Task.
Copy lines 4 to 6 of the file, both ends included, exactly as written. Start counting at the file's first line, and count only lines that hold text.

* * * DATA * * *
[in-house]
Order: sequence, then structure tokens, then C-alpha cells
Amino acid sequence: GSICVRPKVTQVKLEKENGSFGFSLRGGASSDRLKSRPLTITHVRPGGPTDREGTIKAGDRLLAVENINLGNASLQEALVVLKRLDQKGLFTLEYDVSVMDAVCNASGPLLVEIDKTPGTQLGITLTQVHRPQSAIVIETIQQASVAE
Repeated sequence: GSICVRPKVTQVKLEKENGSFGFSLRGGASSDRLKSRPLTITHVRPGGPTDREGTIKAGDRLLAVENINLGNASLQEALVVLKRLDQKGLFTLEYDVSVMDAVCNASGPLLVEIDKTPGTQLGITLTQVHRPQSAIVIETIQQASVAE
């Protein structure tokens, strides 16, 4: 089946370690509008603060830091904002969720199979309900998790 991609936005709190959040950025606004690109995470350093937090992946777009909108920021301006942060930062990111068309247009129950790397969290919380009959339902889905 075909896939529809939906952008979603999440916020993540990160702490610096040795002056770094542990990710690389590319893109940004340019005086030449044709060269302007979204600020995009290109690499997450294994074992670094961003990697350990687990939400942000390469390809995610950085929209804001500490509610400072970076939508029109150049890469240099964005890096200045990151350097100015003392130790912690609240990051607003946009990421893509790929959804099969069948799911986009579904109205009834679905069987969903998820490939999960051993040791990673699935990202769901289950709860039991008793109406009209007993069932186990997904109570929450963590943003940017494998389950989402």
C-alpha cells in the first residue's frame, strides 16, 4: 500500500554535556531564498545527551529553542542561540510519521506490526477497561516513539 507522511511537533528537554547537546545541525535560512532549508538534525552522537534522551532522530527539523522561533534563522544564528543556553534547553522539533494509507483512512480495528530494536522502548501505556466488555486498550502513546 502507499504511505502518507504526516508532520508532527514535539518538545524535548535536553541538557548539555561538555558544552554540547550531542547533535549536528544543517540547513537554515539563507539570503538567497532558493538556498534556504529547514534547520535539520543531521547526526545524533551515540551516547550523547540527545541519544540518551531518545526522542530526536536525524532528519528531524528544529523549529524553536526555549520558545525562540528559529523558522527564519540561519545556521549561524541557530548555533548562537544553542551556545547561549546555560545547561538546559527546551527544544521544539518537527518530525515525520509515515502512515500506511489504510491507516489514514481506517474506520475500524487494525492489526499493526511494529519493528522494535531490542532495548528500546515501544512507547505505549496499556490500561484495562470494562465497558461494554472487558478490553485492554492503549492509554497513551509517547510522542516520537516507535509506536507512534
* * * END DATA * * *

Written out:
Repeated sequence: GSICVRPKVTQVKLEKENGSFGFSLRGGASSDRLKSRPLTITHVRPGGPTDREGTIKAGDRLLAVENINLGNASLQEALVVLKRLDQKGLFTLEYDVSVMDAVCNASGPLLVEIDKTPGTQLGITLTQVHRPQSAIVIETIQQASVAE
């Protein structure tokens, strides 16, 4: 089946370690509008603060830091904002969720199979309900998790 991609936005709190959040950025606004690109995470350093937090992946777009909108920021301006942060930062990111068309247009129950790397969290919380009959339902889905 075909896939529809939906952008979603999440916020993540990160702490610096040795002056770094542990990710690389590319893109940004340019005086030449044709060269302007979204600020995009290109690499997450294994074992670094961003990697350990687990939400942000390469390809995610950085929209804001500490509610400072970076939508029109150049890469240099964005890096200045990151350097100015003392130790912690609240990051607003946009990421893509790929959804099969069948799911986009579904109205009834679905069987969903998820490939999960051993040791990673699935990202769901289950709860039991008793109406009209007993069932186990997904109570929450963590943003940017494998389950989402």
C-alpha cells in the first residue's frame, strides 16, 4: 500500500554535556531564498545527551529553542542561540510519521506490526477497561516513539 507522511511537533528537554547537546545541525535560512532549508538534525552522537534522551532522530527539523522561533534563522544564528543556553534547553522539533494509507483512512480495528530494536522502548501505556466488555486498550502513546 502507499504511505502518507504526516508532520508532527514535539518538545524535548535536553541538557548539555561538555558544552554540547550531542547533535549536528544543517540547513537554515539563507539570503538567497532558493538556498534556504529547514534547520535539520543531521547526526545524533551515540551516547550523547540527545541519544540518551531518545526522542530526536536525524532528519528531524528544529523549529524553536526555549520558545525562540528559529523558522527564519540561519545556521549561524541557530548555533548562537544553542551556545547561549546555560545547561538546559527546551527544544521544539518537527518530525515525520509515515502512515500506511489504510491507516489514514481506517474506520475500524487494525492489526499493526511494529519493528522494535531490542532495548528500546515501544512507547505505549496499556490500561484495562470494562465497558461494554472487558478490553485492554492503549492509554497513551509517547510522542516520537516507535509506536507512534